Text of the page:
When Thelma K. Gibson thinks back to Aug. 28, 1963, one thing that stands out is the heat.

A high school student at the time, she recalls being one of the few young people who traveled the almost 500 miles from Columbia to Washington by bus. And she remembers that the thousands gathered that day formed a sort of jovial atmosphere -- "It was almost like a picnic," she recalls -- until "he" began to speak.

"He," of course, refers to famed civil rights leader Martin Luther King Jr. whose speech that day -- most commonly referred to as the "I Have a Dream" speech -- has become one of his most famous.

"His voice was just so inviting that people started moving," said Gibson, who now serves as assistant principal at C.C. Pinckney Elementary School. "Once he started the speech, people reassembled to hear it."

Forty-six years after that speech, and 41 years after King's death, the message he conveyed that day still resonates, Gibson said.

"Dr. King was an icon for each person lifting his fellow man up," she said. "In order for me to succeed, I must help you to succeed. This country has been built on us helping each other."
Gibson, who became the first black administrator in the Fort Jackson School System nine years ago, is no stranger to fighting for what she believes. Growing up in Columbia, she said she often participated in local demonstrations and marches.

"Columbia, at that time, was a meeting place for persons in civil rights," she said. She remembers diligently marching around the capitol, enduring taunts, and even worse, being spit on.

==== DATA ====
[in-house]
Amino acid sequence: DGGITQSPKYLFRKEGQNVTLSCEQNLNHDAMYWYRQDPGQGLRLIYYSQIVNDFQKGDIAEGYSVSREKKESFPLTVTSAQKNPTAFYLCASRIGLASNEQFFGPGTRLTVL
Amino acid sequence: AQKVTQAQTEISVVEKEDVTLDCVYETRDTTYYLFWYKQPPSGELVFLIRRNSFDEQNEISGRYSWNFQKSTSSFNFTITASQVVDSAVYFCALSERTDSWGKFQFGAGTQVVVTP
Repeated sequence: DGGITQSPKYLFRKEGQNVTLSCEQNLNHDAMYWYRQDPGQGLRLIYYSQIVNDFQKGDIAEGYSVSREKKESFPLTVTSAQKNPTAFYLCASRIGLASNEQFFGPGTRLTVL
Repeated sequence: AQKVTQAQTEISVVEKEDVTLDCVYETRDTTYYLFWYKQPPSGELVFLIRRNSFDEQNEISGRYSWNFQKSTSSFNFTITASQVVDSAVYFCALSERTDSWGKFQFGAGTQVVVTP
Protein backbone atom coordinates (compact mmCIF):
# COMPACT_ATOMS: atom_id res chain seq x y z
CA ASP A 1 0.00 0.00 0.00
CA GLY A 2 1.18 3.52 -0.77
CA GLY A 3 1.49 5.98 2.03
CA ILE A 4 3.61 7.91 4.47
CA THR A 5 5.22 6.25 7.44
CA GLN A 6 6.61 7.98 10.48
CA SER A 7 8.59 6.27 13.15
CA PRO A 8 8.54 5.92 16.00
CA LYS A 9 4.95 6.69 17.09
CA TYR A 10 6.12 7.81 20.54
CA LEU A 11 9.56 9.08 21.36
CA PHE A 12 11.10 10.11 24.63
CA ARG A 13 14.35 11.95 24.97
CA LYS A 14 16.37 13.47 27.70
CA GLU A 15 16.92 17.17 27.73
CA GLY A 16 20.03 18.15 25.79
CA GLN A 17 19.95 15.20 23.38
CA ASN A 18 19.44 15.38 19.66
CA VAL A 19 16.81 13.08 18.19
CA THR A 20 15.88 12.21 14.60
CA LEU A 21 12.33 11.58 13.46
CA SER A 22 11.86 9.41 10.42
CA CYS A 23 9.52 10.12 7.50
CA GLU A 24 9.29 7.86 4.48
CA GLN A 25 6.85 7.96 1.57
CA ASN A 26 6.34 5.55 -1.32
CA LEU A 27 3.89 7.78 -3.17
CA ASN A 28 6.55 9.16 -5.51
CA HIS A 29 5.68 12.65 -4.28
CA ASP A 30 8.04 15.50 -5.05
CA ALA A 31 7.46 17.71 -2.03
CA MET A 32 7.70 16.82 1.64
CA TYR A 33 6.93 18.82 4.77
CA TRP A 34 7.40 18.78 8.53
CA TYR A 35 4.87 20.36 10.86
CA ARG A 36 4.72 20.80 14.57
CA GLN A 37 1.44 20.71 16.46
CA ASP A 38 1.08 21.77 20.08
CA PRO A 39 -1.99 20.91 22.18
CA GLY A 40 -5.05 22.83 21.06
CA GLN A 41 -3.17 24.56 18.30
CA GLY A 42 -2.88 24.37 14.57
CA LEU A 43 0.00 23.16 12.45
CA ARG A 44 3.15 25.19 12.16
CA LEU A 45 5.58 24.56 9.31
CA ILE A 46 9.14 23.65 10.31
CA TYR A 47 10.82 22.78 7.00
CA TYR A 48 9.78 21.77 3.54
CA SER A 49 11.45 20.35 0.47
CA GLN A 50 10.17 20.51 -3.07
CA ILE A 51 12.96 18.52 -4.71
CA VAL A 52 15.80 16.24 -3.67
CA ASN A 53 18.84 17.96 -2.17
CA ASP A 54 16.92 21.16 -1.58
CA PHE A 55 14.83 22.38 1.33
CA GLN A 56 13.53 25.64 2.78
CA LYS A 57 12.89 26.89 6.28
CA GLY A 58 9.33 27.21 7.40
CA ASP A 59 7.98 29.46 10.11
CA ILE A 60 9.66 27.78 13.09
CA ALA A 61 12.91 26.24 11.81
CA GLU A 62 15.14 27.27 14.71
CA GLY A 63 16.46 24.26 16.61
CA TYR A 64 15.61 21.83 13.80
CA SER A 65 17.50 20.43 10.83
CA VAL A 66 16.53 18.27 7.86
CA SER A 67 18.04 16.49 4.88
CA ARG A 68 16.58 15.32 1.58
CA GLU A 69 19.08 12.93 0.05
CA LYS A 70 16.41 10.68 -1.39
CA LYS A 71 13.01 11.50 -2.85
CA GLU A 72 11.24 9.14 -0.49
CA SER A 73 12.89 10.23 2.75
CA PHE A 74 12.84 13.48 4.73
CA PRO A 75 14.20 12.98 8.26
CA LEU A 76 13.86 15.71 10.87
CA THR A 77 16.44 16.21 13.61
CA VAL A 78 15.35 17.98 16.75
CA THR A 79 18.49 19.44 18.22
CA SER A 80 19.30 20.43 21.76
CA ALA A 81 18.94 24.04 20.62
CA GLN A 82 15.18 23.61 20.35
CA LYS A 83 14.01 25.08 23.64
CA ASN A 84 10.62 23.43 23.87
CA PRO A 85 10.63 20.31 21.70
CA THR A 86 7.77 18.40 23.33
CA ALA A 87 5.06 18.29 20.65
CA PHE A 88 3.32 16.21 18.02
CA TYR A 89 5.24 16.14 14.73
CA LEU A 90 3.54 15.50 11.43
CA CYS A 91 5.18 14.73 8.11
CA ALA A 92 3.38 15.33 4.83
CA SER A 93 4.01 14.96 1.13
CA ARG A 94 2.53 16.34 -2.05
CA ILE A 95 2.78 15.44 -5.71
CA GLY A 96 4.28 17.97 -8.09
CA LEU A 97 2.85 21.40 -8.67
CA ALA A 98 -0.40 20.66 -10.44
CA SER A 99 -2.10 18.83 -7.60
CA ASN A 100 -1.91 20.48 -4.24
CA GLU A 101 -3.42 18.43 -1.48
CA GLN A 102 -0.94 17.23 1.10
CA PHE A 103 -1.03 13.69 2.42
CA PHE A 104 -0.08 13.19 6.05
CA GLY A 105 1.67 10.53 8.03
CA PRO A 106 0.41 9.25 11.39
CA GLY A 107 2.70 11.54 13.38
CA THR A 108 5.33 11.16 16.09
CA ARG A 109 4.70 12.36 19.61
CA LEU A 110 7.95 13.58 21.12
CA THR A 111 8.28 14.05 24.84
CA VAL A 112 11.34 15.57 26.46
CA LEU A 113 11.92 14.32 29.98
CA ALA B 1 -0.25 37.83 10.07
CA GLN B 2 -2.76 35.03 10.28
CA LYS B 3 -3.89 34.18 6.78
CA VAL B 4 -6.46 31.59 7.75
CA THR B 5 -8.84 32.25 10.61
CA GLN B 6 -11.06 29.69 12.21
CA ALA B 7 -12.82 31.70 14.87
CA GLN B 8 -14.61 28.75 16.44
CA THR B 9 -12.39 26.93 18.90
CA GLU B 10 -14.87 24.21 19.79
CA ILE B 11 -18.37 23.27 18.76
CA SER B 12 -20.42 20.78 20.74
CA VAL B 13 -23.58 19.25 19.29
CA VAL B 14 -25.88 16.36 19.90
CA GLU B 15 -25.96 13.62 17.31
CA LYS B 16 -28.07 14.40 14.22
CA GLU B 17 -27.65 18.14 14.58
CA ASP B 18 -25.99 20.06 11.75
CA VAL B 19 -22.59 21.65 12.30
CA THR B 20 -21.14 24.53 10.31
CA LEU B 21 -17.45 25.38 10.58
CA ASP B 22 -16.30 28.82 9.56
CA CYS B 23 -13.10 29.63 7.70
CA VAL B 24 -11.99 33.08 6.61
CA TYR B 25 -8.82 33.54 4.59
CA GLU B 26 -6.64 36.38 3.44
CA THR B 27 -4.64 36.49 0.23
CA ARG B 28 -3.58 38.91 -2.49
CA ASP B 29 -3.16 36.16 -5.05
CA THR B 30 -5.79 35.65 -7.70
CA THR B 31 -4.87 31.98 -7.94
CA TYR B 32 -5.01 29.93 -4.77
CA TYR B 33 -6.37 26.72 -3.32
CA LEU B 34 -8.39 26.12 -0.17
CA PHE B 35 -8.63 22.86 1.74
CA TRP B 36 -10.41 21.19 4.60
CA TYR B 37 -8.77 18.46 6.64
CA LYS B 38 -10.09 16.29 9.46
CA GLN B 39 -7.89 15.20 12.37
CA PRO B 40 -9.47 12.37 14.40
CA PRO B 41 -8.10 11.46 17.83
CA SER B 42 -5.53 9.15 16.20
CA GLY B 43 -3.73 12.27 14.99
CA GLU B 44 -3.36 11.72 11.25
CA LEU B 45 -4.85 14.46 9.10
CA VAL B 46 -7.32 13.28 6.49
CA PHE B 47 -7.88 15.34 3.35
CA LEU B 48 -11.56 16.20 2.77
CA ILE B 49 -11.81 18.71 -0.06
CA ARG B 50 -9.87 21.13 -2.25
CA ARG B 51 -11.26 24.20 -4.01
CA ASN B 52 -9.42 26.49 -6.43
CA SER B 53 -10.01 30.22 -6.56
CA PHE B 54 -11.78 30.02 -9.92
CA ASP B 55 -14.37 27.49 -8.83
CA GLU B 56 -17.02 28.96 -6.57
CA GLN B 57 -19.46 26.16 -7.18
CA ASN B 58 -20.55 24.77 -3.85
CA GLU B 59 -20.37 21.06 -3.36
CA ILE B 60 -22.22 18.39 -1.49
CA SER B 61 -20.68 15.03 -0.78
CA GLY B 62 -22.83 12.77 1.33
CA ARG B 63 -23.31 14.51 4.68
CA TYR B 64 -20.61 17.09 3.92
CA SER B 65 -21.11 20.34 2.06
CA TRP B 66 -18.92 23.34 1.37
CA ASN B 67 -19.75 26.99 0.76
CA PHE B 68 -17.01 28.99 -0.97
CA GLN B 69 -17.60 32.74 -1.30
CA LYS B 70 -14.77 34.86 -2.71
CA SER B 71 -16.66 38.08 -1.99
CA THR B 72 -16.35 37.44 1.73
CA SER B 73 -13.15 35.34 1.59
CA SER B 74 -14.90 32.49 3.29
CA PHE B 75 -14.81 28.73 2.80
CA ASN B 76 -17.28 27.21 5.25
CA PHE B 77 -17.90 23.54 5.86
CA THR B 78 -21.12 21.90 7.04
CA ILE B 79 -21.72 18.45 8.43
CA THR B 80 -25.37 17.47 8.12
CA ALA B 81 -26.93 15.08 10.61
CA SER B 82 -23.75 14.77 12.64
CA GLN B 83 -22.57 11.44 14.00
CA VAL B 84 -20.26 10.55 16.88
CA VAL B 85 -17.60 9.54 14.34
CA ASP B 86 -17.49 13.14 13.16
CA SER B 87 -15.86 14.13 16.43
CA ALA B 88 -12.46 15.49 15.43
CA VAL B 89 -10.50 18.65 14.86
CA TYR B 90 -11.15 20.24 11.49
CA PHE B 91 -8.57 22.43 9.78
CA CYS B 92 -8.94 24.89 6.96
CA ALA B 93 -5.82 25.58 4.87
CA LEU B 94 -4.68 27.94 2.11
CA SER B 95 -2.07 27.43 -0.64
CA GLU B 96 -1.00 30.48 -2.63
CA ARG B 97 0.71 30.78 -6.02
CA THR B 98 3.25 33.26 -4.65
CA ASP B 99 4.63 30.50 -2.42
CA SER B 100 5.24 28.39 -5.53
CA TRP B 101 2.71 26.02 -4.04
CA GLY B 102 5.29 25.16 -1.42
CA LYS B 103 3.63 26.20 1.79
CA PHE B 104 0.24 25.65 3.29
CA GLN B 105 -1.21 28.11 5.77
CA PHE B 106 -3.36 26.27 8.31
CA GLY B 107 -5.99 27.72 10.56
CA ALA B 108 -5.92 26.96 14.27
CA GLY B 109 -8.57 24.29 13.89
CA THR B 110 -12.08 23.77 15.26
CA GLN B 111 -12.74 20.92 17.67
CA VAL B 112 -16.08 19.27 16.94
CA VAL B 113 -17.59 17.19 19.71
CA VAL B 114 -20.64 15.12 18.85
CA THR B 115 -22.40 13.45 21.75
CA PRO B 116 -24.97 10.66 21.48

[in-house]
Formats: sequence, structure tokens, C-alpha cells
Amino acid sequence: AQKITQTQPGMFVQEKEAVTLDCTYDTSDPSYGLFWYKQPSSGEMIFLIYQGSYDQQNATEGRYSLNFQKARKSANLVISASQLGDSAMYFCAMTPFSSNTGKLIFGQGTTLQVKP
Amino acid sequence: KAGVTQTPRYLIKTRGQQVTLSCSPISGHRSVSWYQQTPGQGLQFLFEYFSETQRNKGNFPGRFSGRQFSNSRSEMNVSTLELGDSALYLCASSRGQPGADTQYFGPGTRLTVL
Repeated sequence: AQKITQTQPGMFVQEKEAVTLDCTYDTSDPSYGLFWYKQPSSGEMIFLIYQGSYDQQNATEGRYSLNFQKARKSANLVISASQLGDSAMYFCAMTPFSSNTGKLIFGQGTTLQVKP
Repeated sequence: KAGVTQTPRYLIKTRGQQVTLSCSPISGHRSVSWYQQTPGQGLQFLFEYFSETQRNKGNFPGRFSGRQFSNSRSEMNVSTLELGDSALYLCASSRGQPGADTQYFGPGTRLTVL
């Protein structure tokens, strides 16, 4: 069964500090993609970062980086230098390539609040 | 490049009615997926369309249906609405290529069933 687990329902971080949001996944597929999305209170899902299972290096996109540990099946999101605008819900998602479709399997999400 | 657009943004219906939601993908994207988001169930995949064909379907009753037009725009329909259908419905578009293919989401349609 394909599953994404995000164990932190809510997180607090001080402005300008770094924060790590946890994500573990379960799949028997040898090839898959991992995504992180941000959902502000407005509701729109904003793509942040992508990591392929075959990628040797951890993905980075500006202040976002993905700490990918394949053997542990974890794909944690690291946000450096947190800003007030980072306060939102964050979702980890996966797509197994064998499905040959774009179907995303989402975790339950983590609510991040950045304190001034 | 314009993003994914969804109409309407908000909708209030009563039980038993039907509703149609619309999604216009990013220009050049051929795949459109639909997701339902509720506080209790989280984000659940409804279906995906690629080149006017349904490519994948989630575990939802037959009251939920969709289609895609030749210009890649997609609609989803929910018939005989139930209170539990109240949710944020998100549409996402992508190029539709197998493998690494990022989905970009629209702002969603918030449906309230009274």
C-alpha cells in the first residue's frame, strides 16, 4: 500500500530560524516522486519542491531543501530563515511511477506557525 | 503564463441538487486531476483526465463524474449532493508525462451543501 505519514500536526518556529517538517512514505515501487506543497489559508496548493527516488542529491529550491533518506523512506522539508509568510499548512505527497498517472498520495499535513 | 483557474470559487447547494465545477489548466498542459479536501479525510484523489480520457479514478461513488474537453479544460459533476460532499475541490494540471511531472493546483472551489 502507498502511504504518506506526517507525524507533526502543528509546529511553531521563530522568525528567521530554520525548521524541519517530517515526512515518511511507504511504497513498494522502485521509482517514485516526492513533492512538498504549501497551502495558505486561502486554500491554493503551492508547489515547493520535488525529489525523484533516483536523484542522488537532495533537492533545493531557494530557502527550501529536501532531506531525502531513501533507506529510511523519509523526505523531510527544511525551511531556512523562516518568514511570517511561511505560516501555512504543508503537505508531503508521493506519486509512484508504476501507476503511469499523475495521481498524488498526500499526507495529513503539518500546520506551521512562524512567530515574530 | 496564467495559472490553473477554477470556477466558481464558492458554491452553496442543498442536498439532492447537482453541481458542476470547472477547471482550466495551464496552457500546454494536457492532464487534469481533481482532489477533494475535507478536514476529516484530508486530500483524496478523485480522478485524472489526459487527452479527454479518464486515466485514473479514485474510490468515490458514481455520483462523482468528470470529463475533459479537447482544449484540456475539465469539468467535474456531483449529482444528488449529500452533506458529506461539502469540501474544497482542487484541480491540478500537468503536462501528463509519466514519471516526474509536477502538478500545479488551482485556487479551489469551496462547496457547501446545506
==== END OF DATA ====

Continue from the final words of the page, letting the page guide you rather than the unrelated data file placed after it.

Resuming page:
It is that background that made Gibson a natural choice to speak at Fort Jackson's Martin Luther King Jr. observance this year, said Sgt. 1st Class Chanley Pickard, 193rd Infantry Brigade Equal Opportunity Adviser. The Army's theme this year is "Remember! Celebrate! Act! A day on, not a day off!"

The theme, he said, is a call for Americans to think of the holiday as more than just a day off work.

"Even the day you get off, try to do something positive," he said. "What we're trying to do is celebrate, not a month, but a person. He wasn't just talking about black people, he was talking about all people."

Gibson agrees that recognizing King's works during yearly observances is a way to continue to bring people together. But despite the strides we have made as a country, Gibson cautions against the belief that King's dream has come to fruition.

"There's much work to be done," she said. "Not only did Dr. King believe a person should be judged by their content of character and not the color of their skin, he also believed we were moving toward two societies, the haves and the have-nots. We have to improve on the separation of classes."

She also said that continuing King's legacy is as simple as helping another, no matter how small it may seem.

"It may mean listening to the child next door read. If you're a drill sergeant, it may mean spending a few extra minutes to help that Soldier pass a course.

"No matter whether you're black, white, brown, whatever your nationality, the things that Dr. King espoused should be demonstrated over this whole planet."

The Dr. Martin Luther King Jr. Luncheon Celebration is scheduled from 11:30 a.m. to 1 p.m., Jan. 15 in the MG Robert B. Solomon Center. Tickets cost $9 and may be purchased through the Equal Opportunity Office, brigade equal opportunity adviser or battalion equal opportunity representative. Tickets will be sold in advance only. For more information, call 751-4117.